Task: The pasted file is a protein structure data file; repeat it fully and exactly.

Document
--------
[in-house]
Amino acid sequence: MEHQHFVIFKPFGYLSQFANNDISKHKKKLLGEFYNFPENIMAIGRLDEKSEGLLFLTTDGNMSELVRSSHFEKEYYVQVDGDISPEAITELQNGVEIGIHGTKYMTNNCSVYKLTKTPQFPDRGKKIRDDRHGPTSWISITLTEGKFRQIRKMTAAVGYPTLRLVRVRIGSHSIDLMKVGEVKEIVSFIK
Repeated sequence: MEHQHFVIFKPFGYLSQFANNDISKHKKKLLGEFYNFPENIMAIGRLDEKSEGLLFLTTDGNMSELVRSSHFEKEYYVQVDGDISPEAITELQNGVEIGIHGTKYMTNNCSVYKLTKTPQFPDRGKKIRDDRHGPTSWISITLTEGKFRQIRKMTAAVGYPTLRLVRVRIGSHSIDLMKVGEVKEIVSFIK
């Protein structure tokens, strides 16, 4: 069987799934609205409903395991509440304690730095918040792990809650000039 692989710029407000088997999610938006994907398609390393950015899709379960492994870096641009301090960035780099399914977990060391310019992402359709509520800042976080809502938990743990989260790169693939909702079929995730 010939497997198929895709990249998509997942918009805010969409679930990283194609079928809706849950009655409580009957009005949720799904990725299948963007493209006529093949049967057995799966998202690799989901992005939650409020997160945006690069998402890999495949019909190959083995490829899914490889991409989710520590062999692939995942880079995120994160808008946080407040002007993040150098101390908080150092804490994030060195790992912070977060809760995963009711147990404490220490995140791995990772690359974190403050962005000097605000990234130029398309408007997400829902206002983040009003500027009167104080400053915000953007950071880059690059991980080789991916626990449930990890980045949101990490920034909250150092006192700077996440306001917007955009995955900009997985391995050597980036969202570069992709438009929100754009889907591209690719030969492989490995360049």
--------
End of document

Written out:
[in-house]
Amino acid sequence: MEHQHFVIFKPFGYLSQFANNDISKHKKKLLGEFYNFPENIMAIGRLDEKSEGLLFLTTDGNMSELVRSSHFEKEYYVQVDGDISPEAITELQNGVEIGIHGTKYMTNNCSVYKLTKTPQFPDRGKKIRDDRHGPTSWISITLTEGKFRQIRKMTAAVGYPTLRLVRVRIGSHSIDLMKVGEVKEIVSFIK
Repeated sequence: MEHQHFVIFKPFGYLSQFANNDISKHKKKLLGEFYNFPENIMAIGRLDEKSEGLLFLTTDGNMSELVRSSHFEKEYYVQVDGDISPEAITELQNGVEIGIHGTKYMTNNCSVYKLTKTPQFPDRGKKIRDDRHGPTSWISITLTEGKFRQIRKMTAAVGYPTLRLVRVRIGSHSIDLMKVGEVKEIVSFIK
């Protein structure tokens, strides 16, 4: 069987799934609205409903395991509440304690730095918040792990809650000039 692989710029407000088997999610938006994907398609390393950015899709379960492994870096641009301090960035780099399914977990060391310019992402359709509520800042976080809502938990743990989260790169693939909702079929995730 010939497997198929895709990249998509997942918009805010969409679930990283194609079928809706849950009655409580009957009005949720799904990725299948963007493209006529093949049967057995799966998202690799989901992005939650409020997160945006690069998402890999495949019909190959083995490829899914490889991409989710520590062999692939995942880079995120994160808008946080407040002007993040150098101390908080150092804490994030060195790992912070977060809760995963009711147990404490220490995140791995990772690359974190403050962005000097605000990234130029398309408007997400829902206002983040009003500027009167104080400053915000953007950071880059690059991980080789991916626990449930990890980045949101990490920034909250150092006192700077996440306001917007955009995955900009997985391995050597980036969202570069992709438009929100754009889907591209690719030969492989490995360049």